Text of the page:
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Likely Stories -- 12 Moons by Mary Oliver


Mary Oliver is a national treasure and I hold her wonders in my heart

I’m Jim McKeown, welcome to Likely Stories, a weekly review of fiction, non-fiction, and poetry.

Mary Oliver recently passed, and I find myself missing her magnificent works. The Twelve Moons is another of her priceless works.

I begin with my favorites as I usually do. SPRING. In April the Morgan was bred. I was chased away. I heard the cries of the horses where I waited, And the Laughter of the men. Later the farmer who owned the stallion Found me and said, ‘She’s done. You tell your daddy he owes me fifty dollars.’ I rode her at home at her leisure And let her, wherever she wanted, Tear with her huge teeth, roughly, Blades from the fields of spring.

STONE POEM. Most are standing, Flat, like tongues, Still full of poems, and back-fence gossip. Some are ponderous, pressed To the earth, the length of bones. Good-by, they say. Good riddance. A few are ornate, piled And corniced, like little houses For rich men sleeping. Here and there a lamb Of granite lifts its granite Eyes above the grass.

BATS. In the blue air the bats float touching no leaf. Science has shown how they capture their prey – months, mosquitoes – in the middle of flight in the fold of a wing, and how they hang by the millions, socially, in caves. But the night still comes the unexplained figure slipping in and out of bedrooms, in and out the soft throats of women. For science is only the golden boat on the dark river such fur on the cheeks, such teeth of blood, where women dream beneath the kiss.

SWAMP.  Muskrats float like small bears, then drive down To the mud. Sour as old milk It wits, gray nightmare, To rise up with every turbulence. Some birds with sharp wings fly over, And schools of fish Flash through the shallows, and stands Or rusty cattails Rattle like scrap metal. But it’s not These who set nervousness clanging in the blood—It’s the unseen Creepers, the venomous crawlers, the lurkers, squirmers; The mute, the heavy, The slow.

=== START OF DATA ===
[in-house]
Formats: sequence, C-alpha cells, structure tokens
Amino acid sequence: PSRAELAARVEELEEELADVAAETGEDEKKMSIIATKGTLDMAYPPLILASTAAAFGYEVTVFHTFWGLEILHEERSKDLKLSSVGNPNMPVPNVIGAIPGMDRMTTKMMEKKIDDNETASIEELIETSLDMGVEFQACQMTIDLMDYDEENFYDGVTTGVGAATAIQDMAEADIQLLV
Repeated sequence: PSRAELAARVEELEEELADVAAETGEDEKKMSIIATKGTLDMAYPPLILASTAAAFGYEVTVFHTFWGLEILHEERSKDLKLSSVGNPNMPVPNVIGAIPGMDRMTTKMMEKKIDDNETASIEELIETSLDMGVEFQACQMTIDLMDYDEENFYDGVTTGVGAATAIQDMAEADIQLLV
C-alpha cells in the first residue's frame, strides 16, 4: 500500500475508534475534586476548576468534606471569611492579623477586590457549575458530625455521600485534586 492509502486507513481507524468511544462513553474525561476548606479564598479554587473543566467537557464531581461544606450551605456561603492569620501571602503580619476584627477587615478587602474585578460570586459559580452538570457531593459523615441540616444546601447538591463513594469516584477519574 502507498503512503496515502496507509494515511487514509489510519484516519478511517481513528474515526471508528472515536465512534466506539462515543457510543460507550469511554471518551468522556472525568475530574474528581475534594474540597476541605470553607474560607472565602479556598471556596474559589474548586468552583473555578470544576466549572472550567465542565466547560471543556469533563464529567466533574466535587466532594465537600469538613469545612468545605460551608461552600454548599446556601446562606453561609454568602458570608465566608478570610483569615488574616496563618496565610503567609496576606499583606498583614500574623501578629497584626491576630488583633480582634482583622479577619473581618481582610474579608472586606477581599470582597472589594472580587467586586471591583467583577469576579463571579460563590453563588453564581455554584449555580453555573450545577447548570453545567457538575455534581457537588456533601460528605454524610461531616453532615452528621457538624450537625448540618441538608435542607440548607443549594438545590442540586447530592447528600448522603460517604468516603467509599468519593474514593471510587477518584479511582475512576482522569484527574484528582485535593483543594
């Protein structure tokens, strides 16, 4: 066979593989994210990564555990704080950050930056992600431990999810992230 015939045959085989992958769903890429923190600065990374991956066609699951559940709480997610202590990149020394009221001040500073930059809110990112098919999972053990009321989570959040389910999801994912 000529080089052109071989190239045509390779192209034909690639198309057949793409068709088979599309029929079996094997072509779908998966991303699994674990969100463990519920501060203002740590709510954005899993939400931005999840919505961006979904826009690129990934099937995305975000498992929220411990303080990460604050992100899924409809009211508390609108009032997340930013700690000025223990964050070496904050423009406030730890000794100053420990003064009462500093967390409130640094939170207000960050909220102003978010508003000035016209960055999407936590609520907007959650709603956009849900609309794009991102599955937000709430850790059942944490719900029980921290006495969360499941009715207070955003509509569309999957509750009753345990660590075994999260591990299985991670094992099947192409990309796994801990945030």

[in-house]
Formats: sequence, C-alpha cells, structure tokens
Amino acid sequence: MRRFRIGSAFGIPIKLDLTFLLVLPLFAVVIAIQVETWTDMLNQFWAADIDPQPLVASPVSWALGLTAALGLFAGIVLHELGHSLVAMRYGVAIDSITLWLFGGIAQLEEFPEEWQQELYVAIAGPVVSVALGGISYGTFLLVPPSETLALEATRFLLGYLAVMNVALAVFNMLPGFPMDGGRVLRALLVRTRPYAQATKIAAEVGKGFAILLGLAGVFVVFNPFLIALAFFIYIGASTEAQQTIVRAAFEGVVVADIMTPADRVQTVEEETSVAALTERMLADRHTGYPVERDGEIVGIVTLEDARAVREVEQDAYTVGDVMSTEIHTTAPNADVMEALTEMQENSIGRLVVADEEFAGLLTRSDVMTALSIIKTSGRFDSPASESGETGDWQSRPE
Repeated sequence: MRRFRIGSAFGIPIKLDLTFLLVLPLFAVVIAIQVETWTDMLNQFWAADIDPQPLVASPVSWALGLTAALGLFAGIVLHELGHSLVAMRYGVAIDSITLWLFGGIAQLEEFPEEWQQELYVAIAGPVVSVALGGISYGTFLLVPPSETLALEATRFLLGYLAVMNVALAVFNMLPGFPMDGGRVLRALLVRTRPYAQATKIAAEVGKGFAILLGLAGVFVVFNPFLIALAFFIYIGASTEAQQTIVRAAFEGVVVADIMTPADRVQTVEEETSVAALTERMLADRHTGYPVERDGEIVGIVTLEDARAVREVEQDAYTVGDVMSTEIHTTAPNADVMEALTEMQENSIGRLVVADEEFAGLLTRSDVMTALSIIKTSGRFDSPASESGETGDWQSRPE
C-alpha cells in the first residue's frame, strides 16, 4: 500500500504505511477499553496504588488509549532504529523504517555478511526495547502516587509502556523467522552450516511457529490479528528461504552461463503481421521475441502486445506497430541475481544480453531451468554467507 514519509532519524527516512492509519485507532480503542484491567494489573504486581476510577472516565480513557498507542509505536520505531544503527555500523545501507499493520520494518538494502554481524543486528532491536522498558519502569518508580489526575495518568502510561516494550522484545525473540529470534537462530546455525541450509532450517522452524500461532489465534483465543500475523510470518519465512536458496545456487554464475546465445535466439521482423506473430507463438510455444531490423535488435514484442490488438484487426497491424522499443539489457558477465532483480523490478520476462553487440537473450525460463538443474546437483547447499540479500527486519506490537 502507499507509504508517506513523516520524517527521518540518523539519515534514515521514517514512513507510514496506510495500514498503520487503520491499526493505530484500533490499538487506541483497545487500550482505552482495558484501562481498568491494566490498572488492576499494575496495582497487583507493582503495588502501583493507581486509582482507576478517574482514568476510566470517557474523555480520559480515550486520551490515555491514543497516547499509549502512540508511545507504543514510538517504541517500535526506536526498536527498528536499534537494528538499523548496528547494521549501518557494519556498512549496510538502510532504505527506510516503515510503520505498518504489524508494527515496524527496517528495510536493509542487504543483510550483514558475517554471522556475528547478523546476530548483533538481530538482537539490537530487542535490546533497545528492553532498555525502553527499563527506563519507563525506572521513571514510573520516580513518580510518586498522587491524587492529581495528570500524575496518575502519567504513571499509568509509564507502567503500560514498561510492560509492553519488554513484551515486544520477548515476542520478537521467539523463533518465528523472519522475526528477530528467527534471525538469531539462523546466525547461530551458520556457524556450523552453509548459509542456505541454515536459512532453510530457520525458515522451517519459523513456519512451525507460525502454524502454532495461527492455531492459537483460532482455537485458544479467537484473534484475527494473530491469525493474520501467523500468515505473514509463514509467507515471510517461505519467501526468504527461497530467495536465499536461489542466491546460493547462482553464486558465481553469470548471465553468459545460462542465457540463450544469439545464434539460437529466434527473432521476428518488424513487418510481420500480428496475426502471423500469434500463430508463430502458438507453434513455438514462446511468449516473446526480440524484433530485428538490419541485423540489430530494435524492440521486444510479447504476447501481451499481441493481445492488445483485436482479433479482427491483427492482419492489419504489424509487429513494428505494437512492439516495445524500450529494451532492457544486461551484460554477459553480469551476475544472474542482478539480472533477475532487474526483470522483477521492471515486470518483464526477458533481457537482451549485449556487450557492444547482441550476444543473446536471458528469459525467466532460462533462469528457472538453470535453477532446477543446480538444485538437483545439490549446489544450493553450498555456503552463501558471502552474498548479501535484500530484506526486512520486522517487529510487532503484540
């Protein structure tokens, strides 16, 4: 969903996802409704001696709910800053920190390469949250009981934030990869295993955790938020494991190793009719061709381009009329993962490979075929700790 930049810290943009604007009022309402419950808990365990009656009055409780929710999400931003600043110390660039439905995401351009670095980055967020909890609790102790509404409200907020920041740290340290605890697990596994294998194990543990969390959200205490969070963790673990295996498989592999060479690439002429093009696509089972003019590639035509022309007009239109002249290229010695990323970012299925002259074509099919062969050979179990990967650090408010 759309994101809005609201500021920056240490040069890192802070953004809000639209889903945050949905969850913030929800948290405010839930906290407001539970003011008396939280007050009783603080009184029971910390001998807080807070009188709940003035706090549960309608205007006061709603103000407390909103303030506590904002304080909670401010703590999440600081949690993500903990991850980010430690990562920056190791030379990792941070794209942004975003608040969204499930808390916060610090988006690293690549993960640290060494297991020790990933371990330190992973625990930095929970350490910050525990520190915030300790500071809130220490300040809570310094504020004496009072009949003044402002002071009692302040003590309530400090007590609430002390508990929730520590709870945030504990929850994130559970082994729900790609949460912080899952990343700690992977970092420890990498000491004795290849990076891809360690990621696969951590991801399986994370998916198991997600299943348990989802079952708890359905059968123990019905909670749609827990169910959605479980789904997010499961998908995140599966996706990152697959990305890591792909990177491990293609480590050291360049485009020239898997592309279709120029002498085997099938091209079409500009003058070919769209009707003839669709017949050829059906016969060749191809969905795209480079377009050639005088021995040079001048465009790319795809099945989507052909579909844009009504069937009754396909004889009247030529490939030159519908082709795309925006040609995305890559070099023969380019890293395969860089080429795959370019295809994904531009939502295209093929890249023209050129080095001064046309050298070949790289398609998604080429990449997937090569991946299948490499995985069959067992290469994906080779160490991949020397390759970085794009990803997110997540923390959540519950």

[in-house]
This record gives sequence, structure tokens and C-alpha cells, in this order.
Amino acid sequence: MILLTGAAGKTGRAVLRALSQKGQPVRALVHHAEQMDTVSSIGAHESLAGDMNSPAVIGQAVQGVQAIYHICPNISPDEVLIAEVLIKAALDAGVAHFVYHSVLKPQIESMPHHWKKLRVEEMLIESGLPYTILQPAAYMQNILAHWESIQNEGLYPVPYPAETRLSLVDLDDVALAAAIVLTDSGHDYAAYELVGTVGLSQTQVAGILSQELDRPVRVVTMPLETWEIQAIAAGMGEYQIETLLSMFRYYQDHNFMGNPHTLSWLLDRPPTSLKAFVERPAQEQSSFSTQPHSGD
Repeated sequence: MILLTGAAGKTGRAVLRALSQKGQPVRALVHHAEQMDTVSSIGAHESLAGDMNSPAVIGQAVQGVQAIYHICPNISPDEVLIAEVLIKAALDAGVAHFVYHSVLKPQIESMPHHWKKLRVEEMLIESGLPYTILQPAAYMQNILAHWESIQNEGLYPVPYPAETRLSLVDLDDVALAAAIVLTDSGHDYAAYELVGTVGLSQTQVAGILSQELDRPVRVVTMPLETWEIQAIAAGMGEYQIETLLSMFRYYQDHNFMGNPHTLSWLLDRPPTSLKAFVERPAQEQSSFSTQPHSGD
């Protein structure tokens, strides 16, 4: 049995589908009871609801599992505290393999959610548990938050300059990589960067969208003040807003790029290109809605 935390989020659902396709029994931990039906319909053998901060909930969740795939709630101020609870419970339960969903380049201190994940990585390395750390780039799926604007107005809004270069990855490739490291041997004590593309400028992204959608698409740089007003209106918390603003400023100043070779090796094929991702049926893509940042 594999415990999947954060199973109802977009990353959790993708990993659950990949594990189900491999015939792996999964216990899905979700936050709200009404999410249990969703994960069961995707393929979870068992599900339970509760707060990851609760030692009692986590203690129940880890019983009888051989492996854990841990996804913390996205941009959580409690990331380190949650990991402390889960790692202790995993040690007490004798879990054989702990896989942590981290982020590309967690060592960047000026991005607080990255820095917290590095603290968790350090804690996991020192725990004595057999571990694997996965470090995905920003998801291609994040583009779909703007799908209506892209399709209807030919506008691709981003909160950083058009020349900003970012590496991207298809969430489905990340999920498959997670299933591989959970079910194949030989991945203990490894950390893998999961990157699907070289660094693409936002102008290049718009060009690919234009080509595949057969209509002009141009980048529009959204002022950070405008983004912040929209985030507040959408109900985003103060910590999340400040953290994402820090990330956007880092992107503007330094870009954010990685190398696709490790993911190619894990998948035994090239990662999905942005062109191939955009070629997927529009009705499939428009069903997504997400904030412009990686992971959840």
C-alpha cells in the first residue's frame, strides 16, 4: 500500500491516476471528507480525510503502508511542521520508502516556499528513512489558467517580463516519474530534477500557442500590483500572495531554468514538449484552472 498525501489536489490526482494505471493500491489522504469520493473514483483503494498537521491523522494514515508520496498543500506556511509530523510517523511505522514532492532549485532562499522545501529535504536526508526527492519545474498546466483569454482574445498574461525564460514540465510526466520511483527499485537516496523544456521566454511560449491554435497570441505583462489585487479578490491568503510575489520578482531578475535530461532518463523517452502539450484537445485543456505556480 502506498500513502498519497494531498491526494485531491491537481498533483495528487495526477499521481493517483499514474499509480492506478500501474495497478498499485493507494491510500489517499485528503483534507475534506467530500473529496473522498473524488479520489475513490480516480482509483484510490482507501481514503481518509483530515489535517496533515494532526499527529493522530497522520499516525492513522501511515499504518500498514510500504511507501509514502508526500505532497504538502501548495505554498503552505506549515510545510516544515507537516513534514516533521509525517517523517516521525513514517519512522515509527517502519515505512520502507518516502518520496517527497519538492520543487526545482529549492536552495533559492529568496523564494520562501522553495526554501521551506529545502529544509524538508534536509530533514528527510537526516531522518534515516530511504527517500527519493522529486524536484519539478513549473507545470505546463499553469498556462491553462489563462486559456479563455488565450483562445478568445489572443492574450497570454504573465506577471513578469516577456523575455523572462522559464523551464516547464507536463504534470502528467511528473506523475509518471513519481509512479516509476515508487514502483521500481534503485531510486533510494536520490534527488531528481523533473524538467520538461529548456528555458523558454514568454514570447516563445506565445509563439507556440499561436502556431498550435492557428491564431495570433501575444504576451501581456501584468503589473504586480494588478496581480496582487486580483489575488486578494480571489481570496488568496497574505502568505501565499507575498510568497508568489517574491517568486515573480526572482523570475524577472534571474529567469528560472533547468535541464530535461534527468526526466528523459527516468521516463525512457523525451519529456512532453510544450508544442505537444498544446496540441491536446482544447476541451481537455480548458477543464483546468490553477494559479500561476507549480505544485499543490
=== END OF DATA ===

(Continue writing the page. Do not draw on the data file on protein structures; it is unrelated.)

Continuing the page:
STORM.  The temperature Cruises down zero, Meets at the crosses under To the dark side Of winter. Soon I have to scrap frost away To watch it withdrawing Into itself, along the minuses, All evening. Heaven Help us! I say. But Heaven Is full of spitting snow, And the deer lying In the pine grove outside of town, The foxes plunging home, Even the crows, plumb as black rock in the cold trees, Are beginning to shiver. But they Can hear the wreck of the storm. Patient As stones or leaves or clumps of slay, What saves them is thinking that dying Is only floating away into The life of the snow.

FLOWER MOON—HOW SHE TRAVELS. She moves only by night and on a south wind, The wild ducks are her envoys, flying ahead, scouting the ponds, summoning turtles and dragonflies out of the beds of roots and mood. The wagon she hauls with her is full of new leaves which she sprinkles over the trees as she passes, crying out the words necessary to birth; and small fish she shakes into ditches and streams; and once I saw her lift from her wagon the Flower Moon, round and full and milk-white as a woman’s breast, and she kissed it, she sang to it, she tossed it high above the trees, then gave another to the shining river.

Mary Oliver is a national treasure and I hold her wonders in my heart. I only need two more books to complete my set of her marvelous works. 10 Stars!

Likely Stories is a Production of KWBU.  I’m Jim McKeown.  Join me again next time for Likely Stories, and Happy reading!